Showing posts from August, 2018

Jemahl Evans- author of 'The Last Roundhead'

Jemahl Evans interview part one 

Jemahl Evans -pic supplied by the author

I was delighted to interview author  Jemahl Evans via Email recently. His lead character -Sir Blandford Candy- " an irascible old drunk with a hatred of poets and a love of hats" , was ninety five years old in 1719, and  the sole surviving Roundhead.

 One enthusiast summed up Jemahl's 2015 novel, 'The Last Roundhead', as '"Flashman meets the Three Muskateers in a picaresque romp through Stuart England" and the sequel, 'This Deceitful Light' , is certainly of a similar nature. A collection of five short stories 'Davenants Egg and Other Tales' (2017) , all connected to the 1643 Siege of Gloucester, has also appeared, demonstrating the bitter humour and the bizarre, as well as the heartbreak to be found in a civil war.

People looking for stories about dashing cavaliers or Puritan idealists building a new Jerusalem will probably not immediate…

Royalist Poet Robert Herrick

The Works both Humane & Divine of Robert Herrick Esq

On this blog, there have been posts about the use of panegyrics in honour of luminaries such as Sir Thomas Fairfax and Oliver Cromwell. But probably not enough has been written about Royalist poets- besides Richard Lovelace.However I  recently found a work titled 'Ben Johnson and the Cavalier Poets. Selected and Edited by Hugh Maclean ( with Authorative Texts Criticism)  and published in 1974 in a local charity bookshop.  So this post will be one of series of features to help redresses the balance. And I will start with  Royalist clergyman Robert Herrick ( 1591- 1674) .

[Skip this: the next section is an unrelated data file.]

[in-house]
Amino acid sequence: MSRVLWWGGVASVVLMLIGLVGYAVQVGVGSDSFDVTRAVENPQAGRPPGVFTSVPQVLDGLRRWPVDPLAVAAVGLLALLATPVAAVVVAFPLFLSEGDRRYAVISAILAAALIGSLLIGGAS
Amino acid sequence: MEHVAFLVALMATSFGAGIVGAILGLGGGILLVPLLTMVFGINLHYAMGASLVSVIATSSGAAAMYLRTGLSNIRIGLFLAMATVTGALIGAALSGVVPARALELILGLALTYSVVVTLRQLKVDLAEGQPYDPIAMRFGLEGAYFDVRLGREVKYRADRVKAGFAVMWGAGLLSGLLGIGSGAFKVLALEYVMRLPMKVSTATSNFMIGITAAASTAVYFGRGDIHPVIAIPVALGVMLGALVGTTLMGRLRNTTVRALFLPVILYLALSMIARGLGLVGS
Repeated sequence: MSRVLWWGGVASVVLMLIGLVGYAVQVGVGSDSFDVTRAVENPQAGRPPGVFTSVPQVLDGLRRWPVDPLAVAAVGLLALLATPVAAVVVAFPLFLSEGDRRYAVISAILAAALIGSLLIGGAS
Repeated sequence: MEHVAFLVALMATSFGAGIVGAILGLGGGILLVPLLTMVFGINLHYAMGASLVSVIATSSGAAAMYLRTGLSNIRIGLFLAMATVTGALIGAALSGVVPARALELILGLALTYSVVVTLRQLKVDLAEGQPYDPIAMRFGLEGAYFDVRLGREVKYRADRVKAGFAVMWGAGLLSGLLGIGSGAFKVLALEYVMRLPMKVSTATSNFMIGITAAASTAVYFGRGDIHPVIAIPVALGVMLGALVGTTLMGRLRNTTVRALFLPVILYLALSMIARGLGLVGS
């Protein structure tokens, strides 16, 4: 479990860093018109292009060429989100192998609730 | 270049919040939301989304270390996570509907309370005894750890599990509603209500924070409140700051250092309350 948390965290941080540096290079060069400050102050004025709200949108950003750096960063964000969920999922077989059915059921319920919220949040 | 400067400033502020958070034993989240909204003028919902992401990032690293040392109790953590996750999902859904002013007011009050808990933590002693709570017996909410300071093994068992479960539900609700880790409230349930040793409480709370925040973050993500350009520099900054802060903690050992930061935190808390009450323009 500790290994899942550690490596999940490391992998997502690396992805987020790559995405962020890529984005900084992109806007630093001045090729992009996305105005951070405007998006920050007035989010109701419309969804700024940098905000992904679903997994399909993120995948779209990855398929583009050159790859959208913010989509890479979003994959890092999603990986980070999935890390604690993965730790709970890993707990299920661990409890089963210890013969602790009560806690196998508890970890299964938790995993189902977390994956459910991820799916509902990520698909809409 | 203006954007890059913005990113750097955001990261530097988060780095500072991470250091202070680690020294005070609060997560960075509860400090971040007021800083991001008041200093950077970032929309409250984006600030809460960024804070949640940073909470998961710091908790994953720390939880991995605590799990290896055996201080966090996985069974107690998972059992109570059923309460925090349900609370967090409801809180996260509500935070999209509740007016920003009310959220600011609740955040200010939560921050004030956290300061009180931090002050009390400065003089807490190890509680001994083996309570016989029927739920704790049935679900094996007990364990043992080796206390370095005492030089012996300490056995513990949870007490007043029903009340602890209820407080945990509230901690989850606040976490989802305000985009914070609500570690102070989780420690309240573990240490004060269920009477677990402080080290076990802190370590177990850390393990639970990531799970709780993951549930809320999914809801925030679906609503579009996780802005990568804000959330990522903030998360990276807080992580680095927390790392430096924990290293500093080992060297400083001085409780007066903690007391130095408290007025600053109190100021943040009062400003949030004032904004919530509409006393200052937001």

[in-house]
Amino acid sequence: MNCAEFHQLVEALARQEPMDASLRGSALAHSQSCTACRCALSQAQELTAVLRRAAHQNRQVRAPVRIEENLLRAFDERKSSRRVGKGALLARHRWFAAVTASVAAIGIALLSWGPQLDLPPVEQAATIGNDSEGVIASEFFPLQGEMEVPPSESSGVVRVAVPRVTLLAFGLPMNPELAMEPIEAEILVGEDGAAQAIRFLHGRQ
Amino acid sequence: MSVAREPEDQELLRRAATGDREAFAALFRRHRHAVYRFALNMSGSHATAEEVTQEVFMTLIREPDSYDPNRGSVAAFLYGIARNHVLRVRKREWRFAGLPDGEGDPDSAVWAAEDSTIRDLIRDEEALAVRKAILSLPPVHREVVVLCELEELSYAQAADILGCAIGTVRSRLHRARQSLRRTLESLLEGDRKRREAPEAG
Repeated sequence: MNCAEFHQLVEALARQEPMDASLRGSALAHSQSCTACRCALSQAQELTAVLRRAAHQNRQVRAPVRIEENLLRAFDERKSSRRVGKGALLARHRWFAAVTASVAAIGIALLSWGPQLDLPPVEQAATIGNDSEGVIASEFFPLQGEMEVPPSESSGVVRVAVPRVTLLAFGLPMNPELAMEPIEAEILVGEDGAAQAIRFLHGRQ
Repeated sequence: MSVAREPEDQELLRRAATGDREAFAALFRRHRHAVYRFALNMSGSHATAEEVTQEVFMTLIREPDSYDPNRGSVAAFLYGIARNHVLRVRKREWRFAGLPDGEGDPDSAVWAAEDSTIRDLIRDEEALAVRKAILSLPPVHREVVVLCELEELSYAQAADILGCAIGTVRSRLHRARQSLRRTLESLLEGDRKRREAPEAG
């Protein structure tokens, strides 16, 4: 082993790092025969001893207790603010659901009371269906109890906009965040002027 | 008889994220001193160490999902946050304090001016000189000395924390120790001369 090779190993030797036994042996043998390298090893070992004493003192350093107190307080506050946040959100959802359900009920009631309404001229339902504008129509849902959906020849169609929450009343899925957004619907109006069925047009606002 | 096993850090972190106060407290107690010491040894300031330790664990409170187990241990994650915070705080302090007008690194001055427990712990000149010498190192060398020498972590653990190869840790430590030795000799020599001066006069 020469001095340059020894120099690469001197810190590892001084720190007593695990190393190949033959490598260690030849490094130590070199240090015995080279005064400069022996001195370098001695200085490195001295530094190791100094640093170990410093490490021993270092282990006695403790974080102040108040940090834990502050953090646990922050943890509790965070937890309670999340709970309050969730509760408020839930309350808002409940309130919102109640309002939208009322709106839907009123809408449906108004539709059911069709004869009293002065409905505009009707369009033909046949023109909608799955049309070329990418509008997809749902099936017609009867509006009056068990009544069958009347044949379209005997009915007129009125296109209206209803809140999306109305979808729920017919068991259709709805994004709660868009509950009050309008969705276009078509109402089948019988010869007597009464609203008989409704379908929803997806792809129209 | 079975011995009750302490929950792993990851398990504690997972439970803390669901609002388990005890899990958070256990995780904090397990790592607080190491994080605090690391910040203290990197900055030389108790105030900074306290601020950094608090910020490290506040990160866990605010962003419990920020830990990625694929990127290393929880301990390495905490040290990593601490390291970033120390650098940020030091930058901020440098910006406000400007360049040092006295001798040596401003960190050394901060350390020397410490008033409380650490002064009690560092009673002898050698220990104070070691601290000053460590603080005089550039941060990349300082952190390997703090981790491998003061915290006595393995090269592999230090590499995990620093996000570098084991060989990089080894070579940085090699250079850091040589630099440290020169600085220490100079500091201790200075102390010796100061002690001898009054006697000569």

Robert Herrick 1591-1674  

                Robert Herrick was a goldsmith apprentice from a 'Trade' family  who were wealthy enough to send him to Cambridge University in 1613. He graduated in 1617, obtained an MA in 1620, and was ordained as a minister in 1623. It's not clear how …

Edmund Waller's Panegyric to Cromwell

Edmund  Waller (1606- 1687) Poet and Plotter
Recently finished reading 'The Last Roundhead' , a superb novel by Jemahl Evans and was reminded that poet Edmund Waller was a leading figure in a doomed Royalist rebellion that hardly got off the ground in London in 1643. The capital was firmly in the hands of the Parliamentarian forces. Waller was MP for  Agmondesham, Buckinghamshire, and related to both Oliver Cromwell and John Hampden, but had sent money to King Charles in Oxford in 1642.

Waller and leading co-conspirator Nathaniel Tomkins were arrested on 31st May 1643. They were betrayed, most likely due to being naive and indiscreet, and totally underestimating the rudimentary intelligence service that Parliament was starting to assemble.

In the aforementioned novel, Waller is portrayed as breaking down completely, offering bribes and betraying as many of his cronies  A typical view . As one biographer declared " Poets are in general poor politicians a…